Lies, Half-Truths and Talking Points, Part II
More about the Jay Inslee health care townhall meeting.
As was to be expected, one of the questions was, “…if this is such a good program, if you’re going to be on it.” Inslee’s response:
“[You] will be pleased to know that members of the US Congress will be subject to all of the rights and liabilities of this bill, every jot and tittle.”
This goes beyond disingenuousness and right into the realm of deliberate deception. I’ve already covered this bit of double-talk at The Sundries Shack.
“The problem lies not in Inslee’s answer, but in the question itself. Asking the question in such general terms allows him to skirt the issue, and do so with a clear conscience. “Yes, we’ll be subject to the same conditions as everyone else…” and then the unspoken caveat, “which will allow us to keep our current plan as long as our employer continues to offer it.”
It occurs to me that the real question is this: With a “perfectly good” public option in place, is Congress willing to abandon their current, privately underwritten plan and participate in the public option? Furthermore, are they willing to put it on the table during negotiations with SEIU?”
Unlike most of the rest of us, Congress is in the enviable position of setting their own salaries and benefits. Does anyone believe they’ll vote to discontinue their privately underwritten plan?
The most enthusiastically received question of the afternoon, “…in this atmosphere, in this climate of financial crisis with trillions of dollars of deficit we, we have, what is our confidence in the government estimates of both savings and spending? They’ve been wrong over and over and over and over [inaudible due to applause and cheers].”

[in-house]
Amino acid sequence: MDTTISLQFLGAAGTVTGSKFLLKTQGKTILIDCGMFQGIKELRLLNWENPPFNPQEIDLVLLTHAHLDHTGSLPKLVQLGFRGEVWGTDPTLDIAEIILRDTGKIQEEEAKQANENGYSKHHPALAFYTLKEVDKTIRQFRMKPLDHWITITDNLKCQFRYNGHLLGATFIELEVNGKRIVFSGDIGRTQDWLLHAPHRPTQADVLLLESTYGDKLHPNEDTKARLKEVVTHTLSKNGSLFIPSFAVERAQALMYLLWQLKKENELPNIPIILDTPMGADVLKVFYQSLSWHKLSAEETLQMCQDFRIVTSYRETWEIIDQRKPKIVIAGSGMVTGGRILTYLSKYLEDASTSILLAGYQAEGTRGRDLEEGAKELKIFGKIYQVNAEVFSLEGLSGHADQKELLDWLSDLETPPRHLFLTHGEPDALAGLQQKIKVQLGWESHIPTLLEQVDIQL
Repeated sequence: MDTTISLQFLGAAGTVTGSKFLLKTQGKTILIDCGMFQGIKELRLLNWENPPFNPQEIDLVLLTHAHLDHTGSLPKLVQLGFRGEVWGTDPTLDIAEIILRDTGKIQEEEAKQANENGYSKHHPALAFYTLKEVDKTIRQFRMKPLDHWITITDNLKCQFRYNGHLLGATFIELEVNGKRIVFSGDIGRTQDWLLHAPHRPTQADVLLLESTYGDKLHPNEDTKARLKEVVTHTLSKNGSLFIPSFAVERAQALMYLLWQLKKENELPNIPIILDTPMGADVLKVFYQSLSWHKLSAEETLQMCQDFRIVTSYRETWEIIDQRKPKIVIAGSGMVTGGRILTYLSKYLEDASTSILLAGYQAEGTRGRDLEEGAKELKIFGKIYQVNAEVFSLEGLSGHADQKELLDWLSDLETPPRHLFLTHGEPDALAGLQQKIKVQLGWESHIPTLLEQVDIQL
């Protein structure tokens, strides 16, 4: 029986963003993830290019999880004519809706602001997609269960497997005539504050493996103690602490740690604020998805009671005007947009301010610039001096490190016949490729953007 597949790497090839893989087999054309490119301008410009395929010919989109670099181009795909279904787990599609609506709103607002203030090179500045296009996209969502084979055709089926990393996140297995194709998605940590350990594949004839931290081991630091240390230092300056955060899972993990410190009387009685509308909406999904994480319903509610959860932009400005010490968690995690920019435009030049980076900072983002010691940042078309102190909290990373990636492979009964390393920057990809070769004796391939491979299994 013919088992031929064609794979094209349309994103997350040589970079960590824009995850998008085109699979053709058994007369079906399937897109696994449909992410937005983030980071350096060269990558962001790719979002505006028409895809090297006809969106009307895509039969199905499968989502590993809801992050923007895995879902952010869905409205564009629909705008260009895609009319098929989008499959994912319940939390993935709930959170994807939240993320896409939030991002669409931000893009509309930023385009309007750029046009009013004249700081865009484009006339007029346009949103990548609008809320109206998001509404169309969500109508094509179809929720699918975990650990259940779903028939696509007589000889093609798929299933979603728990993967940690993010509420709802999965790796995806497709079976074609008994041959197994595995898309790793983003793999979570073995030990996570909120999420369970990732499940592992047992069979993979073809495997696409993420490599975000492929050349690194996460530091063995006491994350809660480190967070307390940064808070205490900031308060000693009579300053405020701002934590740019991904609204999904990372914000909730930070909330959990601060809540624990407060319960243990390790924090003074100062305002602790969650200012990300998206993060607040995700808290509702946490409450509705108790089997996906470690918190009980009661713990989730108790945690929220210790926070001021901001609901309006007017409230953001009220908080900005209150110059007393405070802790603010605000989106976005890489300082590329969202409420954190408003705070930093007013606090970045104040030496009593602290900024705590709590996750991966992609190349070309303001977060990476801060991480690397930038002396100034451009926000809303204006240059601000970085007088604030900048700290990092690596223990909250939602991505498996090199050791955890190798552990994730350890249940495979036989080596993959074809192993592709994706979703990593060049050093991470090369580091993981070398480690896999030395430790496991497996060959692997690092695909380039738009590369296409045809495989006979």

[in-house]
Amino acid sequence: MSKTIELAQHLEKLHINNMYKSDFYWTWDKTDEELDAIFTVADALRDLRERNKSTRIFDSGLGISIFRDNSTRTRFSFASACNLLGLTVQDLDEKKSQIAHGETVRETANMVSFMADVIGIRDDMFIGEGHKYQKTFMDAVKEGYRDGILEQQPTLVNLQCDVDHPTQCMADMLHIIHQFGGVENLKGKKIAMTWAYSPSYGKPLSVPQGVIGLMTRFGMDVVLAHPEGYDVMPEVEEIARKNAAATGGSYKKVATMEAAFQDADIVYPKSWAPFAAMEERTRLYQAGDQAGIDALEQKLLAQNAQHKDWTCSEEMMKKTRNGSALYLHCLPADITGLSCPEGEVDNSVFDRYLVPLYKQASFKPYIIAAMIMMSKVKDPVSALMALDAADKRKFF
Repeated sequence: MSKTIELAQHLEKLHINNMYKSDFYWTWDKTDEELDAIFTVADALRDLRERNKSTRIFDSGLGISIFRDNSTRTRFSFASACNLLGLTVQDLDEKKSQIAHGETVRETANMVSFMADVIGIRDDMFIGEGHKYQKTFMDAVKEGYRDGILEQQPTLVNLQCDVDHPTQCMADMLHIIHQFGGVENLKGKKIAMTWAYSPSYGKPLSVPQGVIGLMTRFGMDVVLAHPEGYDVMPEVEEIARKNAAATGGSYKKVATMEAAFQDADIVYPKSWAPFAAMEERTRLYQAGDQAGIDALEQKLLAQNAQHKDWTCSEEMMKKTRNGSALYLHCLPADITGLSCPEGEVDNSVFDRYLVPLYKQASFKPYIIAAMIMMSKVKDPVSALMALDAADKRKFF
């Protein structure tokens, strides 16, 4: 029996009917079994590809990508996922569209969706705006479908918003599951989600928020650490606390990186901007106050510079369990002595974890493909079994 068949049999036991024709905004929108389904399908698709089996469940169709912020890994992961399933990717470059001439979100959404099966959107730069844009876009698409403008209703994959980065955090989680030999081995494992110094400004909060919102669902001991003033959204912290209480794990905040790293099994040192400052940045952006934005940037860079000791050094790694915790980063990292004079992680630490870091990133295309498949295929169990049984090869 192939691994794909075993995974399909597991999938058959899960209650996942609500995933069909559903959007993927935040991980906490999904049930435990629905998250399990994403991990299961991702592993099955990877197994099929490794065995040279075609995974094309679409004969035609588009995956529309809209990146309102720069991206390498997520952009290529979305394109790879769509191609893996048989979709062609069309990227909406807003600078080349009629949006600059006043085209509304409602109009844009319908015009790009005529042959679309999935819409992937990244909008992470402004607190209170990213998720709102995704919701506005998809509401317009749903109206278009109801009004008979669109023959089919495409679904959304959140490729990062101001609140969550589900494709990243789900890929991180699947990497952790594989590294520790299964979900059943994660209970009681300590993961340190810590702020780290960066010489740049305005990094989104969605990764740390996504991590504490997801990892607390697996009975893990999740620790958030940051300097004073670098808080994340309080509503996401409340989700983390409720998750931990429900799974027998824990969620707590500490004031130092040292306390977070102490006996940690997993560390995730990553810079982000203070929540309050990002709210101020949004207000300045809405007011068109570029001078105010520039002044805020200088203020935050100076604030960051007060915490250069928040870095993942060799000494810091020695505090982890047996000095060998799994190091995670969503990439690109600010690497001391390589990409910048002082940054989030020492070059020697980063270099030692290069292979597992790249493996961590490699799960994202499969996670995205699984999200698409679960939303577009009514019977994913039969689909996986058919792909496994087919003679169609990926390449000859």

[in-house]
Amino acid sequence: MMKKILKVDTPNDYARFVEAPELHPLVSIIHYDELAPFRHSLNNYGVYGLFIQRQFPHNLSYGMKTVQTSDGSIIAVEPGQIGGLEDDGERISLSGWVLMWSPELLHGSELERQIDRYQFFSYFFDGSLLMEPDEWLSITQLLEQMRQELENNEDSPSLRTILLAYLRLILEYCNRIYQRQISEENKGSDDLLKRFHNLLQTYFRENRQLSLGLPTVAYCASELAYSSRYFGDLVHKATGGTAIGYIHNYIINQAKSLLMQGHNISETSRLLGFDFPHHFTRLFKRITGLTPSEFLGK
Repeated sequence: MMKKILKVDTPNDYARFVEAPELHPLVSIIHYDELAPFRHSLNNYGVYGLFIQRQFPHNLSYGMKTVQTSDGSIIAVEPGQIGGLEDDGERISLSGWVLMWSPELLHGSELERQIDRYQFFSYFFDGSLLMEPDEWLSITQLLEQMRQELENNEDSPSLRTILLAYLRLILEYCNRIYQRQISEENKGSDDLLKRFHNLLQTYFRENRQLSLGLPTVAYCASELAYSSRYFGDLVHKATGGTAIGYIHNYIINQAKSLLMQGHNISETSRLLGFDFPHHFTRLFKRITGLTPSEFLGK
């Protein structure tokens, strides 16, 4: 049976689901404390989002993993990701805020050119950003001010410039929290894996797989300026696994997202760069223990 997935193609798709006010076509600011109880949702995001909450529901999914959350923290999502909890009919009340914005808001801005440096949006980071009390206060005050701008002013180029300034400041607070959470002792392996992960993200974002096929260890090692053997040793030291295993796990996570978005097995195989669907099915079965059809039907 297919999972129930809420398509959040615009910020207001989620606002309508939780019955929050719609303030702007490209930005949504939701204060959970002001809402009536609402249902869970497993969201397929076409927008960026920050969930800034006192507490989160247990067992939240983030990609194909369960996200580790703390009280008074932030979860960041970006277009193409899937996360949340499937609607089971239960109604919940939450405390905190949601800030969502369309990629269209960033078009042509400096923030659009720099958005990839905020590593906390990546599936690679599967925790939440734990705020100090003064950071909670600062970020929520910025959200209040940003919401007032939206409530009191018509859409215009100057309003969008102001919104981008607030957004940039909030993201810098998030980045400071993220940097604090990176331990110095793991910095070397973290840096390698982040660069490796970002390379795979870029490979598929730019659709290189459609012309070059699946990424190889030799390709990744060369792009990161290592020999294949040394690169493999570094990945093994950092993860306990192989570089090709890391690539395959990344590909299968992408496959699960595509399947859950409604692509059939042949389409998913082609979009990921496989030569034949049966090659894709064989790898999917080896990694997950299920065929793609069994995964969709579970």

What’s this? An opportunity to get in a dig at George W. Bush? As I said in my previous post, Inslee is not ashamed to pander to his base.
“You know, uh, you are, you are totally, totally accurate. Uh, I, for one, who has been concerned about the federal deficit for a long time, and I can tell you that you are totally accurate that the U.S. government has been wrong on its predictions of costs. When Paul Wolfowitz and George Bush told us [inaudible]…”
I’m assuming he went on to say something about the cost estimates for the Iraq war. It was hard to hear the specifics over the (roughly equal) cheers and jeers from the crowd. Frankly, I’m not sure why the there was any booing; while I was annoyed that Inslee felt the need to bring up Bush, he was also making the point rather nicely: the government does indeed have a dismal track record when it comes to cost projections.
When the noise died down, he continued:
“Those who are trying to shout me down on this subject, I want you to know, I’m not in-, intimidated by your shouting.”
I almost felt sorry for Inslee at this point. I’m sure he was hoping someone would show up packing a 54 caliber automatic or, at the very least, a really big finger so he’d have an exciting townhall story or two to share around the water cooler. Instead, he’s reduced to claiming that he’s not intimidated by shouting. How manly.
If you were interested in Inslee’s answer to the question that was asked, why the government should be trusted to estimate the cost of this program – sorry, he never answered it. How could he? There is no logical reason we should expect government cost projections to be even in the ballpark. Leaving aside the fact that we’re talking about a group of individuals who can’t even make a guess as to how many people will take advantage of rather generous rebates on new cars, this is an enormous program that’s being proposed. I’m not sure anyone could make accurate projections.
So in place of a real answer, Inslee gave a rambling discourse on the deficit and, well, just how great Jay Inslee really is; how concerned he is about the deficit; how much stuff he knows that you don’t know; how bold he was to defy his own party and vote against TARP (okay, I’ll give him that one…but he did vote for ARRA). It was really quite self-serving, even for a politician.
Cross-posted at It’s Only Words.